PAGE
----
Eight tips to get better, more restful sleep | Healthworks

FALLS CHURCH, Virginia – Ideally, adults should get between seven and eight hours of sleep each night, doctors say.

But, according to a national poll, about one in three American adults says they sleep a lot less on most nights.

For some people, day-to-day work and family responsibilities just don’t leave enough time to sleep through.

For many others, however, the lack of sleep is due to a lifestyle or medical problem that may require healthier daily habits or long-term treatment from a doctor.

Long-term sleep problems can affect your mental health, relationships, quality of life, and your performance at work.

“If you have persistent problems with poor sleep or insomnia affects your quality of life, you should seek professional help,” said Anne Dobmeyer, Capt. (Dr.) of the US Public Health Service, currently a sleep expert in the DHA’s Heads of Behavioral Medicine, Development and Education in Primary Care.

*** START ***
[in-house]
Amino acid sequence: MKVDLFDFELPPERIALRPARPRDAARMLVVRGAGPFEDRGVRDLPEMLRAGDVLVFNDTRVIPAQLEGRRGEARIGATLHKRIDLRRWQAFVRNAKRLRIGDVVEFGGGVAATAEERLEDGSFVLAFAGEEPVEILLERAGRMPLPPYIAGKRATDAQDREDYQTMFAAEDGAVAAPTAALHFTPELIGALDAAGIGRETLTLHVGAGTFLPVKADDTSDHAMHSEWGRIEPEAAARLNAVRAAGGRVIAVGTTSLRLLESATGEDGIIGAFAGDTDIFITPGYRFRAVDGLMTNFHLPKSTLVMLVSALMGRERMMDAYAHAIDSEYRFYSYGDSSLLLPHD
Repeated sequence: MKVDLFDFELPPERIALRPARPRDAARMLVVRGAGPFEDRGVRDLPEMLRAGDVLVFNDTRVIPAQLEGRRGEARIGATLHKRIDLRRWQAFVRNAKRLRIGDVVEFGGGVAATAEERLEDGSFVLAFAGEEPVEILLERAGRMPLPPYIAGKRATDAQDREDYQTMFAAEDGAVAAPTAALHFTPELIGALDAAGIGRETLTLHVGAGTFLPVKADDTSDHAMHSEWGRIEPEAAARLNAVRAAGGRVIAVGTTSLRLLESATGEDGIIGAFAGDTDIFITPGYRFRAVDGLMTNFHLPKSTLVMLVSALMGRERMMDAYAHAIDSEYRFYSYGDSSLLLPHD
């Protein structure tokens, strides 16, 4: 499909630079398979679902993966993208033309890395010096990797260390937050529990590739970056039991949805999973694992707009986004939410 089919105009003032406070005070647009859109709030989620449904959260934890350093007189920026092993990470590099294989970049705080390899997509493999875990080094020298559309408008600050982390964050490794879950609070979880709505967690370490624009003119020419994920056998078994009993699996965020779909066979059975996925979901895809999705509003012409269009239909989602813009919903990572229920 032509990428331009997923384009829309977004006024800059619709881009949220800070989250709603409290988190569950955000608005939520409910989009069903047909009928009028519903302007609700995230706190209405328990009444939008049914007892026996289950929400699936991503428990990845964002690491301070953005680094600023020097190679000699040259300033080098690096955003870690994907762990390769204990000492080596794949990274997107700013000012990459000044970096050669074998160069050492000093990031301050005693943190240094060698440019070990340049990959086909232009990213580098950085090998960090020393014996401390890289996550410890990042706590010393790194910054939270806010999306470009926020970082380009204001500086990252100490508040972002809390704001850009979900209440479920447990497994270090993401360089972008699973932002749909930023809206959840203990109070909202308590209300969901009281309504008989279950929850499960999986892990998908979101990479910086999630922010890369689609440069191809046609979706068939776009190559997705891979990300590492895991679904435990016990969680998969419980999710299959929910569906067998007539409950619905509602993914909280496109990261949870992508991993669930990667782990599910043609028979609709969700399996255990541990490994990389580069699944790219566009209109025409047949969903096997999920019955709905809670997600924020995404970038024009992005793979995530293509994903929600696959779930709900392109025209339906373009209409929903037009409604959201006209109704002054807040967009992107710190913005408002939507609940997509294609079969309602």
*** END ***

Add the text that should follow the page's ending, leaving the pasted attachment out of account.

Sleep problems are often cited as one of the top reasons soldiers visit a local military hospital or clinic, according to data released by the Armed Forces Health Monitoring Department.

Sleep is healthy

Getting enough sleep is not a luxury. “It’s something people need for good health,” say the Centers for Disease Control and Prevention.

Still, a third of American adults say they typically get less than the recommended amount of sleep, the CDC says. The ideal amount varies for individuals, but is usually between seven and eight hours per night for adults.

Not sleeping properly is linked to many chronic diseases and conditions, including type 2 diabetes, heart disease, obesity, and depression. It can also increase the risk of injury – for example, in car accidents.

Treat sleep problems

A variety of factors can contribute to insomnia, including poor sleep habits, depression, anxiety, illness, ailments (such as too hot or too cold); or irregular working hours as in military operations. Fortunately, there are ways to diagnose and treat insomnia.